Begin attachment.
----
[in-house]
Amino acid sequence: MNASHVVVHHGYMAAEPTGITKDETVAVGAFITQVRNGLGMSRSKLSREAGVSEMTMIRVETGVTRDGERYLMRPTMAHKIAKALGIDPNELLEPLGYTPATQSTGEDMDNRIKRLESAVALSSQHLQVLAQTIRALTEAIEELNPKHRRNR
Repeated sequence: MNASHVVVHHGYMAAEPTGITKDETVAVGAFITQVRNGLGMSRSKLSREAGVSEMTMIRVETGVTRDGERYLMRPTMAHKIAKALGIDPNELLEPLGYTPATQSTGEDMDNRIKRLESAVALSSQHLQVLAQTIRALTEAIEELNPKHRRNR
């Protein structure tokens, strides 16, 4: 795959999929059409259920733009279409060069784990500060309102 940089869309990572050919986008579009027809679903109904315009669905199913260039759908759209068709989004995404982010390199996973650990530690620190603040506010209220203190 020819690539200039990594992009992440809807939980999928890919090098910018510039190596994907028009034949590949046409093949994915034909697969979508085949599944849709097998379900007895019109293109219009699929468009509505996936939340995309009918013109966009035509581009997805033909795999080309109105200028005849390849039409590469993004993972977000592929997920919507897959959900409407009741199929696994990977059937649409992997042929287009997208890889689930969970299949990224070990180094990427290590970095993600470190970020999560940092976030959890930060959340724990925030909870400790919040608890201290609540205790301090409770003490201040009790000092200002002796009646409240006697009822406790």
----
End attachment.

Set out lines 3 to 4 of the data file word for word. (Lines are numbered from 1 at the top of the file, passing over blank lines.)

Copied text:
Repeated sequence: MNASHVVVHHGYMAAEPTGITKDETVAVGAFITQVRNGLGMSRSKLSREAGVSEMTMIRVETGVTRDGERYLMRPTMAHKIAKALGIDPNELLEPLGYTPATQSTGEDMDNRIKRLESAVALSSQHLQVLAQTIRALTEAIEELNPKHRRNR
């Protein structure tokens, strides 16, 4: 795959999929059409259920733009279409060069784990500060309102 940089869309990572050919986008579009027809679903109904315009669905199913260039759908759209068709989004995404982010390199996973650990530690620190603040506010209220203190 020819690539200039990594992009992440809807939980999928890919090098910018510039190596994907028009034949590949046409093949994915034909697969979508085949599944849709097998379900007895019109293109219009699929468009509505996936939340995309009918013109966009035509581009997805033909795999080309109105200028005849390849039409590469993004993972977000592929997920919507897959959900409407009741199929696994990977059937649409992997042929287009997208890889689930969970299949990224070990180094990427290590970095993600470190970020999560940092976030959890930060959340724990925030909870400790919040608890201290609540205790301090409770003490201040009790000092200002002796009646409240006697009822406790």